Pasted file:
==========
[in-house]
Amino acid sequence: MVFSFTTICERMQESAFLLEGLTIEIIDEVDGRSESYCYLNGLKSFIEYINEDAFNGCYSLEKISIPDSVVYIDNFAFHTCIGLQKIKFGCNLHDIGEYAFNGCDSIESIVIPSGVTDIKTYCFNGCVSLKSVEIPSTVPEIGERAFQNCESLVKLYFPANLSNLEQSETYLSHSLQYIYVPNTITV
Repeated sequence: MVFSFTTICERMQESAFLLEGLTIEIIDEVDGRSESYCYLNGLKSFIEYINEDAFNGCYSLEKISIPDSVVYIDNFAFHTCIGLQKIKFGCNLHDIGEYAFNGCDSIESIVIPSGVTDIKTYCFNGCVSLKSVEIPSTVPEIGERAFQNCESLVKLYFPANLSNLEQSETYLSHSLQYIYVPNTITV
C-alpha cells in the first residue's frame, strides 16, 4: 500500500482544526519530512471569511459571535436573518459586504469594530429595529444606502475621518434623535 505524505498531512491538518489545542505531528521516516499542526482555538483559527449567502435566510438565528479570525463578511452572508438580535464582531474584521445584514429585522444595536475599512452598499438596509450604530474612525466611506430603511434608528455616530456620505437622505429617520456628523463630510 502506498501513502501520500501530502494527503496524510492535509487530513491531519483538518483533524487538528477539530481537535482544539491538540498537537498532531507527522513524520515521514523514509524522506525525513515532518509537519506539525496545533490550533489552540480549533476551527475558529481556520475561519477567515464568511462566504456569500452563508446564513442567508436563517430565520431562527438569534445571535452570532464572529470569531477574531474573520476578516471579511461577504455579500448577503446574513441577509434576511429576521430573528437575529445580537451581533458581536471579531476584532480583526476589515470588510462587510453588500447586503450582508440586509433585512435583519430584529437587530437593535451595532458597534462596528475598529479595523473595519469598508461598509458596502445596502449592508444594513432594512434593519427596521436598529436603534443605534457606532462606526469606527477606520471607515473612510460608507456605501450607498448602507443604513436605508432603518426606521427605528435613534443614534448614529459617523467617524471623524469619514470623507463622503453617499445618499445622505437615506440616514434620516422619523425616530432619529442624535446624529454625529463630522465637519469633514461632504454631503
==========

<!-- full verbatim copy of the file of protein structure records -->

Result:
[in-house]
Amino acid sequence: MVFSFTTICERMQESAFLLEGLTIEIIDEVDGRSESYCYLNGLKSFIEYINEDAFNGCYSLEKISIPDSVVYIDNFAFHTCIGLQKIKFGCNLHDIGEYAFNGCDSIESIVIPSGVTDIKTYCFNGCVSLKSVEIPSTVPEIGERAFQNCESLVKLYFPANLSNLEQSETYLSHSLQYIYVPNTITV
Repeated sequence: MVFSFTTICERMQESAFLLEGLTIEIIDEVDGRSESYCYLNGLKSFIEYINEDAFNGCYSLEKISIPDSVVYIDNFAFHTCIGLQKIKFGCNLHDIGEYAFNGCDSIESIVIPSGVTDIKTYCFNGCVSLKSVEIPSTVPEIGERAFQNCESLVKLYFPANLSNLEQSETYLSHSLQYIYVPNTITV
C-alpha cells in the first residue's frame, strides 16, 4: 500500500482544526519530512471569511459571535436573518459586504469594530429595529444606502475621518434623535 505524505498531512491538518489545542505531528521516516499542526482555538483559527449567502435566510438565528479570525463578511452572508438580535464582531474584521445584514429585522444595536475599512452598499438596509450604530474612525466611506430603511434608528455616530456620505437622505429617520456628523463630510 502506498501513502501520500501530502494527503496524510492535509487530513491531519483538518483533524487538528477539530481537535482544539491538540498537537498532531507527522513524520515521514523514509524522506525525513515532518509537519506539525496545533490550533489552540480549533476551527475558529481556520475561519477567515464568511462566504456569500452563508446564513442567508436563517430565520431562527438569534445571535452570532464572529470569531477574531474573520476578516471579511461577504455579500448577503446574513441577509434576511429576521430573528437575529445580537451581533458581536471579531476584532480583526476589515470588510462587510453588500447586503450582508440586509433585512435583519430584529437587530437593535451595532458597534462596528475598529479595523473595519469598508461598509458596502445596502449592508444594513432594512434593519427596521436598529436603534443605534457606532462606526469606527477606520471607515473612510460608507456605501450607498448602507443604513436605508432603518426606521427605528435613534443614534448614529459617523467617524471623524469619514470623507463622503453617499445618499445622505437615506440616514434620516422619523425616530432619529442624535446624529454625529463630522465637519469633514461632504454631503